What If …?
Use this classic question to explore the possibilities in your idea, and in particular, where those possibilities spark your passion.
What If …?
As an Inventor, ideas aren’t difficult for you, and neither is coming up with options. Rely on your strength to create an exhaustive list of “What if …?” questions, but don’t stop there. Remember, your passion is a huge part of what motivates you. Look over your list of questions and rank them in terms of what sparks your passion most fiercely. A powerful “What if …?” question can take you quite a long way into your project.
How to Play
- White Board
- Dry Erase Markers
1. Choose brainstorming tools you can use while standing up.
2. Play some silly or happy music and dance for a minute to loosen up.
2. Set the timer for eight minutes. Make a list of every “What if … ?” question you can think of that connects you, the artist, with your idea. Consider what memories and experiences you bring to the table, plus your expertise, and especially, your longings or curiosity.
3. When the time’s up, review your list. What stands out? How plugged into this idea are you? Do you need to find a deeper point of connection? Is there a question on the list that might be the one to fuel your next steps?
4. Use your remaining time to choose what questions to take away, and how you’d like to keep them top of mind.
5. If you’re feeling particularly inspired, take another ten minutes and make a graphic or a collage that includes your question, and post it where you can see it.
Slay a Creative Dragon
It’s never a good idea to ignore a dragon. They tend to breathe fire, snag you with their claws, or topple you with their tails. If you’ve found yourself in the presence of a creative dragon, rather than exploring possibilities, use this activity to focus specifically on your fears. Use the first half of your time to explore the very worst that could happen. Then, use the second half to explore all the ways you might overcome that beast. You’ve got this!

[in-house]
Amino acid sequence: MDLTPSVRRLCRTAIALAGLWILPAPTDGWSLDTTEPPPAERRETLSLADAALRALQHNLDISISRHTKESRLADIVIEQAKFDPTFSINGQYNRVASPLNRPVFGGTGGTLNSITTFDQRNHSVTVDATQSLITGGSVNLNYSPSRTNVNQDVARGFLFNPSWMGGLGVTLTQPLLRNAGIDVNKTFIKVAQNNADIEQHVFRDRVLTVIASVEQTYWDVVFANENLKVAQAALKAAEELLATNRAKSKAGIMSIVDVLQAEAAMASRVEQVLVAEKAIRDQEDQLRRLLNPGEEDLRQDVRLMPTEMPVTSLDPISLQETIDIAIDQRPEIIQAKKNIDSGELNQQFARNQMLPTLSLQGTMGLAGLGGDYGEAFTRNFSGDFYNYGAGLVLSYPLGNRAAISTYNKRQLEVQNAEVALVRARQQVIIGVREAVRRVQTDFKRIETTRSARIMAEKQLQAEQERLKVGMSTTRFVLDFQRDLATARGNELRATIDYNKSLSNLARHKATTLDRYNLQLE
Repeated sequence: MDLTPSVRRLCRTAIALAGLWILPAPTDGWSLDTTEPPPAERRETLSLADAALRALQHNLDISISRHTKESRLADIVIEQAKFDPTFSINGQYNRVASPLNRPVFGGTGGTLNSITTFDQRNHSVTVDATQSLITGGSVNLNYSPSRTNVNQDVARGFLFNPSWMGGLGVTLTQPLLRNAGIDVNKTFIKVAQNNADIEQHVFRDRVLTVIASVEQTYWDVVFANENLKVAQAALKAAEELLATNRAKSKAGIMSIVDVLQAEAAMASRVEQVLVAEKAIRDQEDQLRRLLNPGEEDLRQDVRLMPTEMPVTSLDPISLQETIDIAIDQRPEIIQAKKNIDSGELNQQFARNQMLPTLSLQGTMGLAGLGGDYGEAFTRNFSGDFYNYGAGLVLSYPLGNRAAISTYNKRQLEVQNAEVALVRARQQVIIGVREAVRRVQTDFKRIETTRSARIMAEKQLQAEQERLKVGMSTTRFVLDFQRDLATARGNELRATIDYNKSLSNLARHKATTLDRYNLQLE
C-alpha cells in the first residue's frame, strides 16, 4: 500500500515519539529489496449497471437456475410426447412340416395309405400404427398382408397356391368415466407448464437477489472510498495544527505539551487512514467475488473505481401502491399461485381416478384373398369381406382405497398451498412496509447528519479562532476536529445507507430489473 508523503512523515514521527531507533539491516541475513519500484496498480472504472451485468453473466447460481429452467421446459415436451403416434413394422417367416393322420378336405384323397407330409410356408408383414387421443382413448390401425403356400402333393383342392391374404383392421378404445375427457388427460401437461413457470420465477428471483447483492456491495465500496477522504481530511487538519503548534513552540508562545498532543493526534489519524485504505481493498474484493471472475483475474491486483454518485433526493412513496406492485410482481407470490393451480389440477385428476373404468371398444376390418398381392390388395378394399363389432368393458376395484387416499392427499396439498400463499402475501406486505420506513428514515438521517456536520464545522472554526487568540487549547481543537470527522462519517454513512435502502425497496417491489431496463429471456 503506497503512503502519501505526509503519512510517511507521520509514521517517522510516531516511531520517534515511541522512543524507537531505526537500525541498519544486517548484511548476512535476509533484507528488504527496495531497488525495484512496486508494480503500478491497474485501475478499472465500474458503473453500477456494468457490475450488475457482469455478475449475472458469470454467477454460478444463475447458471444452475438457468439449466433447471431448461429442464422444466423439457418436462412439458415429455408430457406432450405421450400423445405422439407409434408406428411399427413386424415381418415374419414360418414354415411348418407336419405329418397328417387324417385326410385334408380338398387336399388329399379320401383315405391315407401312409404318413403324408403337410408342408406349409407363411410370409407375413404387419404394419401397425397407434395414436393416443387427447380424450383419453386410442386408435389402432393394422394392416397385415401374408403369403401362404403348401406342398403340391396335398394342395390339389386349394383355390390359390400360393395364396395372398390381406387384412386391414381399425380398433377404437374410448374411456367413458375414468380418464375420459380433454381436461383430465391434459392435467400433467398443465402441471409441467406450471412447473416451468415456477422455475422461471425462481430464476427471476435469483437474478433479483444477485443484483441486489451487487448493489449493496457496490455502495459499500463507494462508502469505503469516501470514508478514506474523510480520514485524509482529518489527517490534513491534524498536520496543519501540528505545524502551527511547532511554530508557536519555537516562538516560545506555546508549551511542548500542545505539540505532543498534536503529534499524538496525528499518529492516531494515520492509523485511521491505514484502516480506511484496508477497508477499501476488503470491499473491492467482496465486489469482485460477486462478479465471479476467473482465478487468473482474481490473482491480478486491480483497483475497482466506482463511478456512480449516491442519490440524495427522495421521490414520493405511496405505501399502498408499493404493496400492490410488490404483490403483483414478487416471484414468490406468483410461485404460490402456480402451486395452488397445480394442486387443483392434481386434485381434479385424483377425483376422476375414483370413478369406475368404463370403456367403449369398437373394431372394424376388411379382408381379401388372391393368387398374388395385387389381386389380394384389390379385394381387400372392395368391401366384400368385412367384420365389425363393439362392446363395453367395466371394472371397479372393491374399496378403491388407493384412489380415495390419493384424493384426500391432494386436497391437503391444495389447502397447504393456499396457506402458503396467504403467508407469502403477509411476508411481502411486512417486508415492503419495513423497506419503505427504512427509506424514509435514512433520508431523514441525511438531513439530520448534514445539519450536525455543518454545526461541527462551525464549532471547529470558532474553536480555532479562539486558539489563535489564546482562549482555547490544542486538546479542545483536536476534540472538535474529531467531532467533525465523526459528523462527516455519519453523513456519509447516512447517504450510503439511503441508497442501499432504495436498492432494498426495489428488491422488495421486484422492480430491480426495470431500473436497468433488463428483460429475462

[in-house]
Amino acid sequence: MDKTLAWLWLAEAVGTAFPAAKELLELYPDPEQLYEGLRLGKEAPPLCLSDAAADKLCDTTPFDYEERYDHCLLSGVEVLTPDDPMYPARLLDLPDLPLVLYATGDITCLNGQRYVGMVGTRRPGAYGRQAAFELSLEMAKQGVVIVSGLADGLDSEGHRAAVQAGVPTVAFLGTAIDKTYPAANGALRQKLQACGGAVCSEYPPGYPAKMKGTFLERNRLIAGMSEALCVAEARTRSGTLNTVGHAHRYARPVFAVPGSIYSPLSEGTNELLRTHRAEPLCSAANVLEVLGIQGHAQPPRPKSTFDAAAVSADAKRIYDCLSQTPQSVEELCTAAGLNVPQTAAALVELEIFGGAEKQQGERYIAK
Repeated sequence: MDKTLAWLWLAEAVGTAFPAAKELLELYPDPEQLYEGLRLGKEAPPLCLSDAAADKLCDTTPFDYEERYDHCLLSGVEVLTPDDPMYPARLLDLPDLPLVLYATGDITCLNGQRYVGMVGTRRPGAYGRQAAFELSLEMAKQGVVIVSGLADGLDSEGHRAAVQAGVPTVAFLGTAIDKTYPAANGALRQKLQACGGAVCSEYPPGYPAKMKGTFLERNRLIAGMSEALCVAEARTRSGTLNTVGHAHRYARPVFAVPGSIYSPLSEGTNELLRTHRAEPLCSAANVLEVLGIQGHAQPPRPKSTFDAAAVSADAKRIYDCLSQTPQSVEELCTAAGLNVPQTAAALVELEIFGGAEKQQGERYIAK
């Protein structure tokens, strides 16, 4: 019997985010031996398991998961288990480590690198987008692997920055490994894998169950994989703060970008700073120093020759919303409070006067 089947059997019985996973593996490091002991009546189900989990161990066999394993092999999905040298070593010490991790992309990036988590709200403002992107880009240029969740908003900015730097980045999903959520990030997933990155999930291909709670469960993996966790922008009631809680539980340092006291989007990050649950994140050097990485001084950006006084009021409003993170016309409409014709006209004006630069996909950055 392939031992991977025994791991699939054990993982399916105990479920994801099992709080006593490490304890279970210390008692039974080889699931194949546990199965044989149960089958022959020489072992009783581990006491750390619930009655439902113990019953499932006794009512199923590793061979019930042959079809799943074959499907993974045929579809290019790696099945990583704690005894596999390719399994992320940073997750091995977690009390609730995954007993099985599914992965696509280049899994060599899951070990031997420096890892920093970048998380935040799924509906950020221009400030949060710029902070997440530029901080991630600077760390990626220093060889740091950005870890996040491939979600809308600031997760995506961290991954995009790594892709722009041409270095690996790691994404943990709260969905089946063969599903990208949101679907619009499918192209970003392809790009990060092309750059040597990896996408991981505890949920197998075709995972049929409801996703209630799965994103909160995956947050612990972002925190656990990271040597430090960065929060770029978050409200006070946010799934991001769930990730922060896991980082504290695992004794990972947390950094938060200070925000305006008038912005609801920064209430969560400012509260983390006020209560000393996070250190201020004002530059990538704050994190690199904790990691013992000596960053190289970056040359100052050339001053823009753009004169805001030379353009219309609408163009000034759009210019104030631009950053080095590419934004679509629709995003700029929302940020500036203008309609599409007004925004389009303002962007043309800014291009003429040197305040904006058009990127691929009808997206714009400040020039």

Tap into your genius that goes beyond words. You’re in the Attic, but that doesn’t mean you can’t use a technique more often seen in the Studio. Collage or sketch to explore questions related to the heart of this project. Remember, the purpose of asking questions in the Attic is not so much to explore ideas, but rather to find your personal connection to the piece. Stick close to the heart as you play, and see what you discover.
Try On Other Creative Styles
Wondering What Your Creativity Style Is?
Your creativity is like a fingerprint: completely unique to you. That said, by understanding how you fit (or don’t) into one of four creativity archetypes, you can more easily identify your approach to the creative process. Think of the creativity styles as hats. You may wear one most of the time, but another on special occasions. Your unique blend of personas will affect how you approach each phase of the creative process.